Broadcaster Mark Cagney launches the Irish Heart Foundation's Act F.A.S.T. campaign. Photo: Leon Farrell/Photocall Ireland
Only one in five people know the most important steps to take in the event of a stroke, action which could be vital to avoid death or severe disability.
There were nine stroke or stroke-related deaths in Carlow in 2020 – four men and five women - according to Central Statistics Office data.
The Irish Heart Foundation is urging people to know the key signs of stroke and to be aware of the vital action to take, in the event of witnessing one.
Research found recently that 43% of people are unaware of any of the four key signs.
And experts warn that the worrying figure of 41% of patients failing to get to hospital within 4.5 hours to receive thrombolysis (clot-busting treatment), could be much higher.
The Irish Heart Foundation voiced concern at the “shockingly low” awareness of stroke as a medical emergency as it launched a new Act F.A.S.T. campaign nationwide.
An Ipsos MRBI poll for the charity reveals that just 20% know the T stands for the importance of time to call 112 or 999.
“A high proportion of death, severe disability and misery for families caused by stroke in Ireland, could be avoided just by knowing what those four letters mean,” said Chris Macey, the Foundation’s Head of Advocacy.
“Facial weakness (can the person smile and has their mouth or eye drooped?), Arm weakness (can the person raise both arms?), Speech problems (can the person speak clearly and understand you?) and Time (call for an ambulance if you spot any one of these).
“Stroke is one of the few conditions where your own actions will determine your outcome. Treatment has improved dramatically but doctors still rely on people getting to hospital as soon as possible after experiencing symptoms to give them the best possible chance of recovery.
“The average stroke destroys two million brain cells every minute – and it’s estimated that every 60 seconds saved between having a stroke to getting effective treatment, saves one week of healthy life for a patient.
“Unfortunately, the survey, conducted earlier this month, found that 43% do not know any of the F.A.S.T. signs and just 10% know them all, even though they are among the most vital signs.”
Broadcaster Mark Cagney, who suffered a stroke in January, is backing the campaign to raise awareness of the key time factor.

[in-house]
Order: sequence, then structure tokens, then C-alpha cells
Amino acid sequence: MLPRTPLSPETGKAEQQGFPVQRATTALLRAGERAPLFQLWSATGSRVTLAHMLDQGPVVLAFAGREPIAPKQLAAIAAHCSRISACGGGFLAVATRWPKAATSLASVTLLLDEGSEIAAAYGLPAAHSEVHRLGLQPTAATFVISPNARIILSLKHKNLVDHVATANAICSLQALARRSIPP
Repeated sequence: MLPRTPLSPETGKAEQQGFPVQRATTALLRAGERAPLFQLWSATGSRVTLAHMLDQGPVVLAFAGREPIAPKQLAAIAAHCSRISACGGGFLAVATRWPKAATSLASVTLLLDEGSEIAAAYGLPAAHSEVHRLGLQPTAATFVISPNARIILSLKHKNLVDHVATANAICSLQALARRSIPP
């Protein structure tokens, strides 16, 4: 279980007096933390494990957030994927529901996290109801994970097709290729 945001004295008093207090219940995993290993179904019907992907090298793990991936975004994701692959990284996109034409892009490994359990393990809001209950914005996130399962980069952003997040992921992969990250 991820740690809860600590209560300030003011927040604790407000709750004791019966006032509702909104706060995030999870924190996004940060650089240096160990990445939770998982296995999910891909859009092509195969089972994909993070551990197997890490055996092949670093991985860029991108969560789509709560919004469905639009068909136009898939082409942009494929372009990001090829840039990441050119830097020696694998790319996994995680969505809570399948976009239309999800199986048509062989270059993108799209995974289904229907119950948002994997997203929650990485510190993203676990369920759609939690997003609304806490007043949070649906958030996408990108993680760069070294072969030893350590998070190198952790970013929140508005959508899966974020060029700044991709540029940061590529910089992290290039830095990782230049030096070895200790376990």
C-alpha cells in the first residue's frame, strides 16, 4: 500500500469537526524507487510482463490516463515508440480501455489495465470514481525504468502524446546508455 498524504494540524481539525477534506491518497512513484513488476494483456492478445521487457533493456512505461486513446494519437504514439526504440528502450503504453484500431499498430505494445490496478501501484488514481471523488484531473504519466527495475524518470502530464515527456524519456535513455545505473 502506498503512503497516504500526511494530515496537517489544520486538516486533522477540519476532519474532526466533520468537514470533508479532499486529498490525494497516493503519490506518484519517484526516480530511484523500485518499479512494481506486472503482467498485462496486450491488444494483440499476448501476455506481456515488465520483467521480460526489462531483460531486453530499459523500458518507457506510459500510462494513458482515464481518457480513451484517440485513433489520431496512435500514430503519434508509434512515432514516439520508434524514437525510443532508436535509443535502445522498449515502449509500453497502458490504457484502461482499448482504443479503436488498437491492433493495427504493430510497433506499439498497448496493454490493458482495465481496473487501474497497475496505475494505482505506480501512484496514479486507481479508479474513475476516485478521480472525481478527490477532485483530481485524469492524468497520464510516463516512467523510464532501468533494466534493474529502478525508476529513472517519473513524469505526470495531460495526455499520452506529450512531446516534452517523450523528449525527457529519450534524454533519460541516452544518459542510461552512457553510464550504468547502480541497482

“It's like having a first aid box at home – it's just one of those things that you should know because a stroke could happen to anyone,” said the former Ireland AM host, who has returned to work on Newstalk radio.
The father-of-four said he had to choose whether to “go on or go under” and is urging the public to become as familiar with F.A.S.T. as they are with the alphabet or counting.
He collapsed in his local supermarket in North Dublin and soon afterwards, returned home and collapsed again, at which point he was advised to go to Dublin’s Beaumont Hospital.
Tests confirmed he had had an acute ischaemic stroke and a clot on his lung.
“This can happen to anyone and everyone. It doesn't matter if you are Superman or Superwoman. If a vessel pops or it clogs, it will drop you, so if you don't know the signs then you're in even bigger trouble than you were to start with,” said Mr Cagney, 65.
He said he felt incredibly lucky to escape relatively unscathed from his stroke, despite losing some of his vision, being unable to drive and having ongoing difficulties with spatial awareness.
Meanwhile, Mr Macey called for the urgent publication of the HSE’s long overdue National Stroke Strategy, which includes provision for a fully funded rolling annual F.A.S.T. campaign that will improve the recovery rate and reduce the cost of treating severe stroke.
An estimated 7,500 people in Ireland are hospitalised due to stroke each year, with younger age strokes becoming more prevalent, an average of 1 in 4 strokes affecting those under 65.
Visit irishheart.ie for more information on stroke.
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